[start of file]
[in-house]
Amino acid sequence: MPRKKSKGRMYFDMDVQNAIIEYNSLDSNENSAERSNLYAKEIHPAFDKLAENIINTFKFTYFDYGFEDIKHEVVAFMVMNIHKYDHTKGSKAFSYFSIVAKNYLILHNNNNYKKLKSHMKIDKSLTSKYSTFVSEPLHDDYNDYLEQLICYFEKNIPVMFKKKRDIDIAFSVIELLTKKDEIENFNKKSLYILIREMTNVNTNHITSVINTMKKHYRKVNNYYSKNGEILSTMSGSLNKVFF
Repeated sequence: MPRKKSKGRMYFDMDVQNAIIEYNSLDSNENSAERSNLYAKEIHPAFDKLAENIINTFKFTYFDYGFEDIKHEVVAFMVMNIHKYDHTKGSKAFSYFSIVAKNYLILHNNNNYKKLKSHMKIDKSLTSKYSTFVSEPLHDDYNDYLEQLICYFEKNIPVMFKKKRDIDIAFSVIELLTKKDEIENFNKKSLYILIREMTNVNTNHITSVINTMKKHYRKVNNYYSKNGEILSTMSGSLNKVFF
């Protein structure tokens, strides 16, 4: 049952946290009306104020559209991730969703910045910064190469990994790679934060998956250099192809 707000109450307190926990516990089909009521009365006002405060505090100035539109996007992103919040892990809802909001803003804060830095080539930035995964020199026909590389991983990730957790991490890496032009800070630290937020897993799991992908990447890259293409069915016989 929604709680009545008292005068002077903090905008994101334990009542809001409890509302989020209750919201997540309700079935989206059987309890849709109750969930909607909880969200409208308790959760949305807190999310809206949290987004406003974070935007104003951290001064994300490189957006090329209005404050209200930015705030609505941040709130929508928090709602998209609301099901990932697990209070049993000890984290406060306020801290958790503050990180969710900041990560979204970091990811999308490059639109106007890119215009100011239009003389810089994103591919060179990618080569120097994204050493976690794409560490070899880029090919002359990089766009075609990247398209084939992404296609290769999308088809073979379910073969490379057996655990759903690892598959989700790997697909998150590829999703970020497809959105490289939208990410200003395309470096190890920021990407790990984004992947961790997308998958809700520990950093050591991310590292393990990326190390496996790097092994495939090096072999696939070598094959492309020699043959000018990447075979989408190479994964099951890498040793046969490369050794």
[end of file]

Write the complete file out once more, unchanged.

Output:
[in-house]
Amino acid sequence: MPRKKSKGRMYFDMDVQNAIIEYNSLDSNENSAERSNLYAKEIHPAFDKLAENIINTFKFTYFDYGFEDIKHEVVAFMVMNIHKYDHTKGSKAFSYFSIVAKNYLILHNNNNYKKLKSHMKIDKSLTSKYSTFVSEPLHDDYNDYLEQLICYFEKNIPVMFKKKRDIDIAFSVIELLTKKDEIENFNKKSLYILIREMTNVNTNHITSVINTMKKHYRKVNNYYSKNGEILSTMSGSLNKVFF
Repeated sequence: MPRKKSKGRMYFDMDVQNAIIEYNSLDSNENSAERSNLYAKEIHPAFDKLAENIINTFKFTYFDYGFEDIKHEVVAFMVMNIHKYDHTKGSKAFSYFSIVAKNYLILHNNNNYKKLKSHMKIDKSLTSKYSTFVSEPLHDDYNDYLEQLICYFEKNIPVMFKKKRDIDIAFSVIELLTKKDEIENFNKKSLYILIREMTNVNTNHITSVINTMKKHYRKVNNYYSKNGEILSTMSGSLNKVFF
């Protein structure tokens, strides 16, 4: 049952946290009306104020559209991730969703910045910064190469990994790679934060998956250099192809 707000109450307190926990516990089909009521009365006002405060505090100035539109996007992103919040892990809802909001803003804060830095080539930035995964020199026909590389991983990730957790991490890496032009800070630290937020897993799991992908990447890259293409069915016989 929604709680009545008292005068002077903090905008994101334990009542809001409890509302989020209750919201997540309700079935989206059987309890849709109750969930909607909880969200409208308790959760949305807190999310809206949290987004406003974070935007104003951290001064994300490189957006090329209005404050209200930015705030609505941040709130929508928090709602998209609301099901990932697990209070049993000890984290406060306020801290958790503050990180969710900041990560979204970091990811999308490059639109106007890119215009100011239009003389810089994103591919060179990618080569120097994204050493976690794409560490070899880029090919002359990089766009075609990247398209084939992404296609290769999308088809073979379910073969490379057996655990759903690892598959989700790997697909998150590829999703970020497809959105490289939208990410200003395309470096190890920021990407790990984004992947961790997308998958809700520990950093050591991310590292393990990326190390496996790097092994495939090096072999696939070598094959492309020699043959000018990447075979989408190479994964099951890498040793046969490369050794």